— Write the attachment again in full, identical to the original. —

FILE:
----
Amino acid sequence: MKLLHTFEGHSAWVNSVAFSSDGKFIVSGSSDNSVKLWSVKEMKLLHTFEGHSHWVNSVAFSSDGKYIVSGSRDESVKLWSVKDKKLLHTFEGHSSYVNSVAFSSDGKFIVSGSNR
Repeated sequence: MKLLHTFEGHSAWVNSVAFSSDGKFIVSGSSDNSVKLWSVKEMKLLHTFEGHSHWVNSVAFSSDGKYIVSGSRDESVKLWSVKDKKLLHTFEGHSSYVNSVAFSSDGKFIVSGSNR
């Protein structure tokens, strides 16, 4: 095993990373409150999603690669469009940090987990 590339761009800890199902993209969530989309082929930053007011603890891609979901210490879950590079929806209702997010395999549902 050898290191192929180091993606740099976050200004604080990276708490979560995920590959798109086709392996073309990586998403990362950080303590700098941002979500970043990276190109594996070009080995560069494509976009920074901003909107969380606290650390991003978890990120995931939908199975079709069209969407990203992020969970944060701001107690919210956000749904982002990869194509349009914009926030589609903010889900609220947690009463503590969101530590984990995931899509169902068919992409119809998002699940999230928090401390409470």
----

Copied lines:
Amino acid sequence: MKLLHTFEGHSAWVNSVAFSSDGKFIVSGSSDNSVKLWSVKEMKLLHTFEGHSHWVNSVAFSSDGKYIVSGSRDESVKLWSVKDKKLLHTFEGHSSYVNSVAFSSDGKFIVSGSNR
Repeated sequence: MKLLHTFEGHSAWVNSVAFSSDGKFIVSGSSDNSVKLWSVKEMKLLHTFEGHSHWVNSVAFSSDGKYIVSGSRDESVKLWSVKDKKLLHTFEGHSSYVNSVAFSSDGKFIVSGSNR
């Protein structure tokens, strides 16, 4: 095993990373409150999603690669469009940090987990 590339761009800890199902993209969530989309082929930053007011603890891609979901210490879950590079929806209702997010395999549902 050898290191192929180091993606740099976050200004604080990276708490979560995920590959798109086709392996073309990586998403990362950080303590700098941002979500970043990276190109594996070009080995560069494509976009920074901003909107969380606290650390991003978890990120995931939908199975079709069209969407990203992020969970944060701001107690919210956000749904982002990869194509349009914009926030589609903010889900609220947690009463503590969101530590984990995931899509169902068919992409119809998002699940999230928090401390409470």